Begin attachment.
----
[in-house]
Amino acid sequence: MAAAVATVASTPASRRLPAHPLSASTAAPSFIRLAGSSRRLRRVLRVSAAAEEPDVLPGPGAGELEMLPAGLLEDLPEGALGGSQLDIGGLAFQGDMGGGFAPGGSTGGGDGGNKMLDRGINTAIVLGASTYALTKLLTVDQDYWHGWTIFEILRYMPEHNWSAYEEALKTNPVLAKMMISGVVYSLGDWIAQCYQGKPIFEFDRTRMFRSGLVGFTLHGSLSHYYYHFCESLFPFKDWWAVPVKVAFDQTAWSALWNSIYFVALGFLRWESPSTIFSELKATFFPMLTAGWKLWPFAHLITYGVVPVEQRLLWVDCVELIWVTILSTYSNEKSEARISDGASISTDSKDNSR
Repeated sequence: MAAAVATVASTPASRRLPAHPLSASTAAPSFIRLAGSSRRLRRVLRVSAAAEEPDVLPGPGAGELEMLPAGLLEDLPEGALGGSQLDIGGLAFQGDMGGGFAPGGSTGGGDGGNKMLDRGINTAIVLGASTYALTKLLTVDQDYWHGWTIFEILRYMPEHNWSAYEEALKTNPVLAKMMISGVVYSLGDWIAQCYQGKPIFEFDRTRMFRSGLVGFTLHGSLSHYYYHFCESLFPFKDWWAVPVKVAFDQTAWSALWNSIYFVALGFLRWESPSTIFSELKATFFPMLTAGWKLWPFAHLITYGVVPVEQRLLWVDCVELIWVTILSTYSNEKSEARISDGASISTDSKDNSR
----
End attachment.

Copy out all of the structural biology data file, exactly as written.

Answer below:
[in-house]
Amino acid sequence: MAAAVATVASTPASRRLPAHPLSASTAAPSFIRLAGSSRRLRRVLRVSAAAEEPDVLPGPGAGELEMLPAGLLEDLPEGALGGSQLDIGGLAFQGDMGGGFAPGGSTGGGDGGNKMLDRGINTAIVLGASTYALTKLLTVDQDYWHGWTIFEILRYMPEHNWSAYEEALKTNPVLAKMMISGVVYSLGDWIAQCYQGKPIFEFDRTRMFRSGLVGFTLHGSLSHYYYHFCESLFPFKDWWAVPVKVAFDQTAWSALWNSIYFVALGFLRWESPSTIFSELKATFFPMLTAGWKLWPFAHLITYGVVPVEQRLLWVDCVELIWVTILSTYSNEKSEARISDGASISTDSKDNSR
Repeated sequence: MAAAVATVASTPASRRLPAHPLSASTAAPSFIRLAGSSRRLRRVLRVSAAAEEPDVLPGPGAGELEMLPAGLLEDLPEGALGGSQLDIGGLAFQGDMGGGFAPGGSTGGGDGGNKMLDRGINTAIVLGASTYALTKLLTVDQDYWHGWTIFEILRYMPEHNWSAYEEALKTNPVLAKMMISGVVYSLGDWIAQCYQGKPIFEFDRTRMFRSGLVGFTLHGSLSHYYYHFCESLFPFKDWWAVPVKVAFDQTAWSALWNSIYFVALGFLRWESPSTIFSELKATFFPMLTAGWKLWPFAHLITYGVVPVEQRLLWVDCVELIWVTILSTYSNEKSEARISDGASISTDSKDNSR